Week in Review: Deja vu



It’s halftime of a much-anticipated game. Kevin Durant was firing on all cylinders in the first half, scoring 14 points, grabbing 10 rebounds, and dishing out 4 assists in just 17 minutes of basketball. And to start the second half, Durant is in the locker room, tending to an injury rather then gearing up for more basketball.

No, I’m not rehashing the December 19, 2014 game against the Golden State Warriors, where Durant torched the Warriors for 30 first-half points before spraining his ankle. I’m talking about last week’s game against the Wizards, where Durant injured his left hamstring after an awkward landing.

The following day, the team announced Durant would be re-evaluated in 7-10 days. And so, just 9 games into the 2014-15 season, and the Thunder are already playing without Durant, giving fans a nauseating sense of deja vu.

But that’s not the only reason Thunder fans should be sensing deja vu. The defensive issues that have plagued the Thunder this entire year have continued to plague the Thunder, especially in the two-straight losses to close this week.

It’s not just pick and roll defense, which I’ve harped on the last two weeks. It’s also an inability to stay in front on defense and defend the three-point line (teams shot 6% better from three when defended by the Thunder versus all other teams). Some of it is lazy, uninspired defenses. But some of it is the curious lineup decisions by rookie-coach Billy Donovan.

Among rotation players (which I’m arbitrarily defining as players who average more than 5 minutes per game), the worst defensive players by defensive rating are McGary, Anthony Morrow, Enes Kanter, Dion Waiters, and DJ Augustin (in that order). The worst players by net rating are McGary, Collison, Augustin, Singler, Morrow, Kanter, and Waiters (in that order).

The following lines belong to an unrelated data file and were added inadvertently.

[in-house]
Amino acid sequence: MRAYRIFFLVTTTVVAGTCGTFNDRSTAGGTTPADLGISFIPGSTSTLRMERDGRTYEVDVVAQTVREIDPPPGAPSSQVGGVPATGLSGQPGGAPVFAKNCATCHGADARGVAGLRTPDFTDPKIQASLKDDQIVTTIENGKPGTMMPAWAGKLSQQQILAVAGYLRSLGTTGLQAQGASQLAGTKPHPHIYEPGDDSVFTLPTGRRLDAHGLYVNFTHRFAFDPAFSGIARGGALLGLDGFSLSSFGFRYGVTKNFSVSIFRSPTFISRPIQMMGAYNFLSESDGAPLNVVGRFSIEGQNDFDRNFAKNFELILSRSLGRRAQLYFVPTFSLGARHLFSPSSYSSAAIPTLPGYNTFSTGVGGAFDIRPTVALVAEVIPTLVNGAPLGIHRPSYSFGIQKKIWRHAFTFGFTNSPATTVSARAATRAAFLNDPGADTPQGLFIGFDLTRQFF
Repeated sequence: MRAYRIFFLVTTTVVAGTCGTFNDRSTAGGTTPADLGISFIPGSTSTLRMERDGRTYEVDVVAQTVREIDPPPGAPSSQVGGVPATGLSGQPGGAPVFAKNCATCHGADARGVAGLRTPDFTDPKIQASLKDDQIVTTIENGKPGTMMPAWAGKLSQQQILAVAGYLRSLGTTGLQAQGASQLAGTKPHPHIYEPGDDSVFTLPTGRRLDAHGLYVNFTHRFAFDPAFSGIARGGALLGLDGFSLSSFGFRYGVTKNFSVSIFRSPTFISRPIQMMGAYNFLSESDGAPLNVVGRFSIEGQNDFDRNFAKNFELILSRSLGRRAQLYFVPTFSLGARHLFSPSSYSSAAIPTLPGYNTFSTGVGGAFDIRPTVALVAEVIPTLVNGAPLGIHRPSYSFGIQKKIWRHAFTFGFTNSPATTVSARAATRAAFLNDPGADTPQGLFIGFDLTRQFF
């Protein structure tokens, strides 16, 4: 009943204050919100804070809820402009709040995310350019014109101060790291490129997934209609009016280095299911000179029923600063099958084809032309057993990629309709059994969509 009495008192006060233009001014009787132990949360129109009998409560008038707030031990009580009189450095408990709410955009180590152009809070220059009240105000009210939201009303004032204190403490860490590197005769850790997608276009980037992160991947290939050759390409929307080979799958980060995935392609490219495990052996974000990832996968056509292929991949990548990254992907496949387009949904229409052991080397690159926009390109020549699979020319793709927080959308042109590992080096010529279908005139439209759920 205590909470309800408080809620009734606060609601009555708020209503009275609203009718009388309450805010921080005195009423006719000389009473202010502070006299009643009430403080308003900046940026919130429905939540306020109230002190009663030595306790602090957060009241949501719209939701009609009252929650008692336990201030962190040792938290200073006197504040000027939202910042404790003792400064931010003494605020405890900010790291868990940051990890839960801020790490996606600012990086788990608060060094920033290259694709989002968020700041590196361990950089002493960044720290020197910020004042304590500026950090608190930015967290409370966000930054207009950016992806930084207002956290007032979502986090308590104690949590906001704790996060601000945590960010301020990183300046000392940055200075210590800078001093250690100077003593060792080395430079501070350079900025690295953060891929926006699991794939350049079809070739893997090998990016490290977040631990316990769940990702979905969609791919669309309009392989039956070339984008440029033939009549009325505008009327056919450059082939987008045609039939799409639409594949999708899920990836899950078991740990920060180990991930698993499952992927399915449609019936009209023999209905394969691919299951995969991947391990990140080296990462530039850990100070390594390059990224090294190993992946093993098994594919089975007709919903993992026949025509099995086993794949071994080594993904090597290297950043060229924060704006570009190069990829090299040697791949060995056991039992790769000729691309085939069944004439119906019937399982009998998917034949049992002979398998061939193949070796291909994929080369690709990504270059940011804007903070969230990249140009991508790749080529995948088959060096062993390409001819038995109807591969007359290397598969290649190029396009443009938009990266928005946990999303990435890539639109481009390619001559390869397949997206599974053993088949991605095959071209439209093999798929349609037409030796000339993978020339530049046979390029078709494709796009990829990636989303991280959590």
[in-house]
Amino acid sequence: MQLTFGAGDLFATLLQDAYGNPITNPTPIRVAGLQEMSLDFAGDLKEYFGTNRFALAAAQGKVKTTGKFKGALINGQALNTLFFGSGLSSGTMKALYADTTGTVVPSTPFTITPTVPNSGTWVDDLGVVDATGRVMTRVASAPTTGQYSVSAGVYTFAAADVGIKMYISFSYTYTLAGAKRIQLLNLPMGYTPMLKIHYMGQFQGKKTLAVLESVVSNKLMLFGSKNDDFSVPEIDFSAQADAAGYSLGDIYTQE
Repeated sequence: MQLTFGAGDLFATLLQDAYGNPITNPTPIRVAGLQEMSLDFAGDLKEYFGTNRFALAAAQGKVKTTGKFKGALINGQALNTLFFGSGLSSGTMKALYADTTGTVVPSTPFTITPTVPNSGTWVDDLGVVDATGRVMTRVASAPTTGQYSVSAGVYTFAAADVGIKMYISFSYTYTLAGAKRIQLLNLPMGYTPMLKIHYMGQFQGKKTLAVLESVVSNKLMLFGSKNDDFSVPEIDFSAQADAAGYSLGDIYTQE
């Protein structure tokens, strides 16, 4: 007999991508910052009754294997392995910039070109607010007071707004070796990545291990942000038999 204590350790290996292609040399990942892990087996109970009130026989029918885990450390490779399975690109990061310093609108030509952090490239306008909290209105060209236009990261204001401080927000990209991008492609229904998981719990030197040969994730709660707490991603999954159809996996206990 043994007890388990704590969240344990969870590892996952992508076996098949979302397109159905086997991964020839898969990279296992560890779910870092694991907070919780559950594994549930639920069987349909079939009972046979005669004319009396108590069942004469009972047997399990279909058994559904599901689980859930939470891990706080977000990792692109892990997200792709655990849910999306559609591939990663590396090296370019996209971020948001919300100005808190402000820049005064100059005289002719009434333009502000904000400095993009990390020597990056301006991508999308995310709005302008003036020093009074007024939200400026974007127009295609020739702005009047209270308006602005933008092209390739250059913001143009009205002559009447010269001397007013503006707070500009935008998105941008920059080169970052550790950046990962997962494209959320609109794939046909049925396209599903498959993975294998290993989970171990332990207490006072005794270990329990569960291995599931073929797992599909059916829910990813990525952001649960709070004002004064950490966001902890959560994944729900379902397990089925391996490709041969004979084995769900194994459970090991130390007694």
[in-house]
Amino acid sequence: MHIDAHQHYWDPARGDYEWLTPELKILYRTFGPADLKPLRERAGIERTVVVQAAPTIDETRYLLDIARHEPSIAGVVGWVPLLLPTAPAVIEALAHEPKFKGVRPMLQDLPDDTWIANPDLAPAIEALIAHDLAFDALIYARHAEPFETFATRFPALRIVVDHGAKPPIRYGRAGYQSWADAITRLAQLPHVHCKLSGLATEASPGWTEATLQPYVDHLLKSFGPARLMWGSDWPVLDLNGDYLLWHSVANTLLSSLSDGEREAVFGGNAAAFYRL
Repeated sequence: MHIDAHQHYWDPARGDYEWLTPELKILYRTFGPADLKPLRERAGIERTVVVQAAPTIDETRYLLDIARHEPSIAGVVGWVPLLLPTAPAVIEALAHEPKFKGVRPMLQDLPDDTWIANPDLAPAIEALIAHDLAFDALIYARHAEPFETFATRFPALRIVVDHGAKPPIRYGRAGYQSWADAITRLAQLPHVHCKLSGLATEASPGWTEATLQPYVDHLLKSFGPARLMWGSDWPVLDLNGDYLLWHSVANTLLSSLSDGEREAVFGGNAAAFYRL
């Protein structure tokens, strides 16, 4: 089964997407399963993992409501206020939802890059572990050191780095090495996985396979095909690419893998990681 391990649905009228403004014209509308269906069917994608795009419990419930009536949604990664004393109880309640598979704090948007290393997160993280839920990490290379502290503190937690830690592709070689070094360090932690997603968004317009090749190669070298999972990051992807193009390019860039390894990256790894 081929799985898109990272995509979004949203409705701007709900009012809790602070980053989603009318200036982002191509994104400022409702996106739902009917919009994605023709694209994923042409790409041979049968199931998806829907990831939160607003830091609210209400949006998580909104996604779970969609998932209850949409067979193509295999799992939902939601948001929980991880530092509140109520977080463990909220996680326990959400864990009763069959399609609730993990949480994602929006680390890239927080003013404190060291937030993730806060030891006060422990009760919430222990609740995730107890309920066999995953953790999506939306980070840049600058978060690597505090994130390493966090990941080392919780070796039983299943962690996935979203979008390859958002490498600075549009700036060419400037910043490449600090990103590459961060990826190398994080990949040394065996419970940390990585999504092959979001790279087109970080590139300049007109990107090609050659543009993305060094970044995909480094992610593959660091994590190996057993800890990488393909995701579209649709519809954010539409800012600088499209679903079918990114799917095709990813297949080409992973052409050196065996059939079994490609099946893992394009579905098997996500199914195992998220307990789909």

If you are scoring at home, those players make up the second unit (in various lineups). And, unsurprisingly, lineups that do not include one of Durant, Westbrook, or Ibaka perform very poorly. Again, arbitrarily limiting it to lineups that have seen at least 5 minutes together, the Thunder have played 5 lineups without any of the “big 3” with absolutely zero success. Not a single lineup posted a positive net rating, and nearly every lineup had a defensive rating north of 110 (which is bad).

It’s incredibly early in the season, and Donovan has his work cut out for him in finding lineups that work (outside of the starters, who have been excellent either with or without Durant), but one major criticism of Brooks was his refusal to stagger his stars. So far this year, even with a deeper (and healthier) roster, having one of Durant, Westbrook, or Ibaka on the floor seems to be a catalyst to success. It’s a tough line to walk, giving your starters plenty of minutes together, while finding a way to keep at least one of your best players on the floor at all times, made even harder when you’re playing one card short with Durant out. But being 6-5 at this point is not what anyone had in mind.